Hole by Hole Golf Tips
A straight forward par 4, with out of bounds on the right. Avoid the greenside bunker on the right with your approach shot, and par or birdie is a good possibility.
A testy par 3 early in the round, especially from the black tees. An errant shot to the right will likely find the out of bounds. Greenside bunkers and a large pine tree will penalize a shot to the left. A small, back to front sloping green awaits a well struck tee shot.
This long, challenging par 5 with out of bounds once again on the right. Only the longest hitters can challenge this green in two. A missed tee shot to the left will leave a tough lay up due to a cluster of large trees separating holes 3 and 4. A long, tight approach shot, (usually downwind) into a small, hard green, requires extreme accuracy, and precise distance control. Long shots into the green risk finding the water hazard.
A narrow tree-lined, par 5, of medium length. Probably the most birdied hole on the course. A tee shot “out of the chute”, is a must. Large trees line both sides of the fairway, but usually offer a reasonable set up shot. Bunkers guard the front right, and the left side of the green.
A slight dogleg left to a short downhill par 4. Hitting driver off the tee here is not a wise choice due to the ponds that guard each side of the fairway down the hill. Lay-up short of the hill and leave a manageable approach shot (which usually plays a little shorter than actual yardage) to a large soft green.
A good short par 3 with out of bounds left and long. Distance control here is the challenge. Pay close attention to the wind direction, as it usually is amplified and modified by the State Route 18 corridor running parallel with the hole.
A tough par 4 that will challenge golfers of all levels. This hole was ranked as one of the toughest holes in Northwest Ohio. A 180 yard tee shot placed on the right side of the fairway short of the creek will leave you an uphill approach of 200 yards to a green surrounded by trees. Bogey is a respectable score here.
This new par 3 opened to rave reviews in 2010. As you stand on the tee with your club in your hand you will question whether it is the right choice. Framed by mounding and trees the wind will most likely always be in your face.
A long, beautiful par 4 that is quickly becoming the signature hole at Birch Run. A lengthy tee shot is required, to set up an easier approach to a soft green framed by birch trees, new landscaping, and two small pot bunkers. A “fat” approach will certainly find the creek crossing in front. While a “thin” approach will likely end up O.B. on State Route 18.
A short uphill par 3. Completely renovated in the fall of 2014 the green is now 3 times as big. The mound left of the green has been removed and an approach area has been added. Still dangerous to land right of this green.
One of the hardest short par 4’s on the course. For a short hole, you will be challenged on every shot. The tee shot requires a slight fade with a mid iron, into a landing area bracketed by trees on both sides. Then you will be faced with a short iron into a green surrounded on all sides by water. Once on the green, sloping putts await from all angles.
A short, dogleg left par 4. A good chance for birdie with a drive placed between the young pine trees lining both sides of the fairway. An approach or chip to this long undulated green needs to be on the correct side of the “humps” for an easy putt.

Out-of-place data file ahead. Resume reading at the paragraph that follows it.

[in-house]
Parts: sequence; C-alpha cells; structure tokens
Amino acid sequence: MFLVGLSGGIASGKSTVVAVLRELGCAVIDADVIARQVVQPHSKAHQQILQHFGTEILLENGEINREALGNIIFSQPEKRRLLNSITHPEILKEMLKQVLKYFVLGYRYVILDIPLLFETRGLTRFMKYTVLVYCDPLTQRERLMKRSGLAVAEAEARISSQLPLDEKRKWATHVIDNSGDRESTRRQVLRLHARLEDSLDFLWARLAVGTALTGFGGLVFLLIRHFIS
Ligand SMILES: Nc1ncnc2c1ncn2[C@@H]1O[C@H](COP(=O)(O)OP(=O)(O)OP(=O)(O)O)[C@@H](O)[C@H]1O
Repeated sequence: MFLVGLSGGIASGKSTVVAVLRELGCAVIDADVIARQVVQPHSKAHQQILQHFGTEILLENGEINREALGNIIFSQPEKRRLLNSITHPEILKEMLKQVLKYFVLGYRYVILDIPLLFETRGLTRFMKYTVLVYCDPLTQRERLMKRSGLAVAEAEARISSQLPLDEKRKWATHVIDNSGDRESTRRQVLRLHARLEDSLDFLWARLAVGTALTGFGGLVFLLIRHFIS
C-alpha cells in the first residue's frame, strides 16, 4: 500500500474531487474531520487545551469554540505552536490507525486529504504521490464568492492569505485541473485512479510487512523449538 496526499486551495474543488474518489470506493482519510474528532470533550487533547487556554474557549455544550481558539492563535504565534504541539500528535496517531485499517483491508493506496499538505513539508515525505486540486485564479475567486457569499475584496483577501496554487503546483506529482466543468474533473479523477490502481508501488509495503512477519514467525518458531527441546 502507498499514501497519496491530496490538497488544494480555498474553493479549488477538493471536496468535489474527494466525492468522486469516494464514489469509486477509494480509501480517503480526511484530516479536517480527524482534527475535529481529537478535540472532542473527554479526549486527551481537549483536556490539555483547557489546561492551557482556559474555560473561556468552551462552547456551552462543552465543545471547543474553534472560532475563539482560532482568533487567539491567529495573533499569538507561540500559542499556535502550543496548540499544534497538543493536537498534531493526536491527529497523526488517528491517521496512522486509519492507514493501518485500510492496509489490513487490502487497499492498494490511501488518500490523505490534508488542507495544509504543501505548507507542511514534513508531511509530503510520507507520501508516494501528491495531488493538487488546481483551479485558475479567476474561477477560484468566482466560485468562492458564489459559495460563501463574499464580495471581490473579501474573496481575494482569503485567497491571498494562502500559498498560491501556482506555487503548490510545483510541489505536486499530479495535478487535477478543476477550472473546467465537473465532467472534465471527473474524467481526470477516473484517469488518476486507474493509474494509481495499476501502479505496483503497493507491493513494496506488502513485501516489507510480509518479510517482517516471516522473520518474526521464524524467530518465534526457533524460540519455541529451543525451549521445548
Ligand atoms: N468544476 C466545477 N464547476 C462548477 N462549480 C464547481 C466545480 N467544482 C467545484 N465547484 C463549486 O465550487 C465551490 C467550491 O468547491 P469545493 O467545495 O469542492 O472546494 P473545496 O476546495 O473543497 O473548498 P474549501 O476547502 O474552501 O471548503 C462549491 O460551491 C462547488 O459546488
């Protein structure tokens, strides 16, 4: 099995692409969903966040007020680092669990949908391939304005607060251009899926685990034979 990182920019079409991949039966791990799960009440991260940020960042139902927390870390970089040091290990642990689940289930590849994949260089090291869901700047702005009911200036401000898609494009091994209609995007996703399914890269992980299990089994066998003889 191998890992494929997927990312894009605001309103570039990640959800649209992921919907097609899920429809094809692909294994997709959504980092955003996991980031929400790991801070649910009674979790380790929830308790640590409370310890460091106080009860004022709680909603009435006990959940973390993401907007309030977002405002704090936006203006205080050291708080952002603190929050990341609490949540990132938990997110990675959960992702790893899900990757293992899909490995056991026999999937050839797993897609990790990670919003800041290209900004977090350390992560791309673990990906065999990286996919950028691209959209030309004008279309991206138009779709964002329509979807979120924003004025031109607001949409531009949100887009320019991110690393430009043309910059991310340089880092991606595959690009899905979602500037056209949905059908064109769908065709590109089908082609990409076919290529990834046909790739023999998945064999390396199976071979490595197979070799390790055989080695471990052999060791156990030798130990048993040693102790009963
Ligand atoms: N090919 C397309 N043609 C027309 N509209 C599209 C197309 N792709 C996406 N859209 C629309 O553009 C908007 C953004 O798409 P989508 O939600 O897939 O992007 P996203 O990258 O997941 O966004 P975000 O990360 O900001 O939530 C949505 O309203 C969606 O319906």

Another short par 3 with a challenging green. This green slopes severely from back to front, and it is a must to keep your ball below the hole.
This newly lengthened par 4 requires a straight, or faded tee shot, to leave an approach shot as short as possible into the first of two “domed” greens on the back nine. Distance control into the green is imperative to leave yourself a birdie putt, as a creek awaits behind the green for long shots, while shots landing on the front part of the green will trickle back down to the fairway.
This long, severe dogleg left is the only par 5 on the back nine. Tee off out of the “chute”, avoiding the water hazard running down the left side of the fairway. Keep your lay-up shot to the right as well, in order to create a favorable angle into this long, sloping green. Any approach shot towards the left portion of this green will likely roll down and off the green, or end up in the water hazard guarding the front left.
This short par 4 is another birdie opportunity, if you can avoid the out of bounds on the left side with your tee shot. Long ball hitters occasionally get that rare eagle chance with a precise drive. Getting the ball close to the pin can be a chore on this usually firm, dome designed green.
This par 4, the number one handicap hole on the back nine, starts off with a fairly easy tee shot, if you can avoid the out of bounds on the left side of the fairway. Then the fun begins, with arguably, the toughest approach shot on the course. Even with a short iron, this small, curving, narrow green is a test for all golfers to stick. With little room for error, most short or right shots will end up in the creek, and all left and long shots will leave you with a near impossible up and down. Don’t be disappointed with a bogey on this hole.
This short par 4 finishing hole will make you decide: Lay-up? Or go for the green? If you decide to go for it, avoid the out of bounds left, and the large pond on the right. The smart play is to lay-up near the 100 yard marker, and hit a short iron into the most severely sloped green on the course.